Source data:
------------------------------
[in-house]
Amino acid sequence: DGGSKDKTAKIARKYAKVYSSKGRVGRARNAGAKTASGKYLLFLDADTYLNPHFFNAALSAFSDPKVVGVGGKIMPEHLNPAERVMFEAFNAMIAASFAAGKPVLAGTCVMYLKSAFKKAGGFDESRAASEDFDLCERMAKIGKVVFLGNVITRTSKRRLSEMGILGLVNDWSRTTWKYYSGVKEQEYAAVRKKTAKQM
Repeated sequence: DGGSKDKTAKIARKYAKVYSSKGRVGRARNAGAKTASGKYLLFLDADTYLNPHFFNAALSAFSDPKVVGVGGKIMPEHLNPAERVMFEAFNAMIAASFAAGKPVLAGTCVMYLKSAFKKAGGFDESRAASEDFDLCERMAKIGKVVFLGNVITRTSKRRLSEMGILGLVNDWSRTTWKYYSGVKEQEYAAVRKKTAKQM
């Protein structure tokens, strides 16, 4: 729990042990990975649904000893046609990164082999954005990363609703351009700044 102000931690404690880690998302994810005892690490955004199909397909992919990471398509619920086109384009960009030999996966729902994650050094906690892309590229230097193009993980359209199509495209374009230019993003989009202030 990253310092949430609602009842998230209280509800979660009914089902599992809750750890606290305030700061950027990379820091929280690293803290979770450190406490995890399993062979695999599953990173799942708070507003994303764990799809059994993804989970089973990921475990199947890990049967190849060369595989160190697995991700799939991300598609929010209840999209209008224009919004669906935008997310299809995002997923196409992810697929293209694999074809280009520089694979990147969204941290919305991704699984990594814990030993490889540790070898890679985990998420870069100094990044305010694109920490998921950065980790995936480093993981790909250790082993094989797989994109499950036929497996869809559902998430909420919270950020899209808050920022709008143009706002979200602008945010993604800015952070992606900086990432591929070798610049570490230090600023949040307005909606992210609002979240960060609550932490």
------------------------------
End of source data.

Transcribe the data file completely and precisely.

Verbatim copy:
[in-house]
Amino acid sequence: DGGSKDKTAKIARKYAKVYSSKGRVGRARNAGAKTASGKYLLFLDADTYLNPHFFNAALSAFSDPKVVGVGGKIMPEHLNPAERVMFEAFNAMIAASFAAGKPVLAGTCVMYLKSAFKKAGGFDESRAASEDFDLCERMAKIGKVVFLGNVITRTSKRRLSEMGILGLVNDWSRTTWKYYSGVKEQEYAAVRKKTAKQM
Repeated sequence: DGGSKDKTAKIARKYAKVYSSKGRVGRARNAGAKTASGKYLLFLDADTYLNPHFFNAALSAFSDPKVVGVGGKIMPEHLNPAERVMFEAFNAMIAASFAAGKPVLAGTCVMYLKSAFKKAGGFDESRAASEDFDLCERMAKIGKVVFLGNVITRTSKRRLSEMGILGLVNDWSRTTWKYYSGVKEQEYAAVRKKTAKQM
């Protein structure tokens, strides 16, 4: 729990042990990975649904000893046609990164082999954005990363609703351009700044 102000931690404690880690998302994810005892690490955004199909397909992919990471398509619920086109384009960009030999996966729902994650050094906690892309590229230097193009993980359209199509495209374009230019993003989009202030 990253310092949430609602009842998230209280509800979660009914089902599992809750750890606290305030700061950027990379820091929280690293803290979770450190406490995890399993062979695999599953990173799942708070507003994303764990799809059994993804989970089973990921475990199947890990049967190849060369595989160190697995991700799939991300598609929010209840999209209008224009919004669906935008997310299809995002997923196409992810697929293209694999074809280009520089694979990147969204941290919305991704699984990594814990030993490889540790070898890679985990998420870069100094990044305010694109920490998921950065980790995936480093993981790909250790082993094989797989994109499950036929497996869809559902998430909420919270950020899209808050920022709008143009706002979200602008945010993604800015952070992606900086990432591929070798610049570490230090600023949040307005909606992210609002979240960060609550932490």